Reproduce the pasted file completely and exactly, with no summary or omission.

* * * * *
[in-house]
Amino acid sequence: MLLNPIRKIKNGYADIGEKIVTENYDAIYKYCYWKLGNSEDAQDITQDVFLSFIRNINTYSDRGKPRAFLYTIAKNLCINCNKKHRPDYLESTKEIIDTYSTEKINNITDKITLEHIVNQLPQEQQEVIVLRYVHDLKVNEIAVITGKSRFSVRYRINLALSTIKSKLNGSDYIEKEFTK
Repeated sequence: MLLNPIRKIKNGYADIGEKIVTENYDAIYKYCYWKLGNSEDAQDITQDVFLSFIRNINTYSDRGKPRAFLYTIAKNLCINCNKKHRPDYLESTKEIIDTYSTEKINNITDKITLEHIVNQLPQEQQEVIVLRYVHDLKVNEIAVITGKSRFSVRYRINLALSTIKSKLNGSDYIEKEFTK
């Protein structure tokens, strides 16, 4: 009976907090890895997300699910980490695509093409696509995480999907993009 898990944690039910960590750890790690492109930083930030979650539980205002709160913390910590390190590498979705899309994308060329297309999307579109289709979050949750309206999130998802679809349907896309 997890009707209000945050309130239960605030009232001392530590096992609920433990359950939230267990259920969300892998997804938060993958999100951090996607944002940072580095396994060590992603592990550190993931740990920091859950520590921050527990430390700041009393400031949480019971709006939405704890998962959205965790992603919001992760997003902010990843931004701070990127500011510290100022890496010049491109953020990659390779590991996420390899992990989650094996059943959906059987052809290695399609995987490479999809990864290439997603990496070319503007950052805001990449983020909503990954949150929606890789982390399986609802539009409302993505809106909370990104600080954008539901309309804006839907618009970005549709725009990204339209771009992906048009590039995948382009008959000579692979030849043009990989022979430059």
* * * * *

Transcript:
[in-house]
Amino acid sequence: MLLNPIRKIKNGYADIGEKIVTENYDAIYKYCYWKLGNSEDAQDITQDVFLSFIRNINTYSDRGKPRAFLYTIAKNLCINCNKKHRPDYLESTKEIIDTYSTEKINNITDKITLEHIVNQLPQEQQEVIVLRYVHDLKVNEIAVITGKSRFSVRYRINLALSTIKSKLNGSDYIEKEFTK
Repeated sequence: MLLNPIRKIKNGYADIGEKIVTENYDAIYKYCYWKLGNSEDAQDITQDVFLSFIRNINTYSDRGKPRAFLYTIAKNLCINCNKKHRPDYLESTKEIIDTYSTEKINNITDKITLEHIVNQLPQEQQEVIVLRYVHDLKVNEIAVITGKSRFSVRYRINLALSTIKSKLNGSDYIEKEFTK
């Protein structure tokens, strides 16, 4: 009976907090890895997300699910980490695509093409696509995480999907993009 898990944690039910960590750890790690492109930083930030979650539980205002709160913390910590390190590498979705899309994308060329297309999307579109289709979050949750309206999130998802679809349907896309 997890009707209000945050309130239960605030009232001392530590096992609920433990359950939230267990259920969300892998997804938060993958999100951090996607944002940072580095396994060590992603592990550190993931740990920091859950520590921050527990430390700041009393400031949480019971709006939405704890998962959205965790992603919001992760997003902010990843931004701070990127500011510290100022890496010049491109953020990659390779590991996420390899992990989650094996059943959906059987052809290695399609995987490479999809990864290439997603990496070319503007950052805001990449983020909503990954949150929606890789982390399986609802539009409302993505809106909370990104600080954008539901309309804006839907618009970005549709725009990204339209771009992906048009590039995948382009008959000579692979030849043009990989022979430059």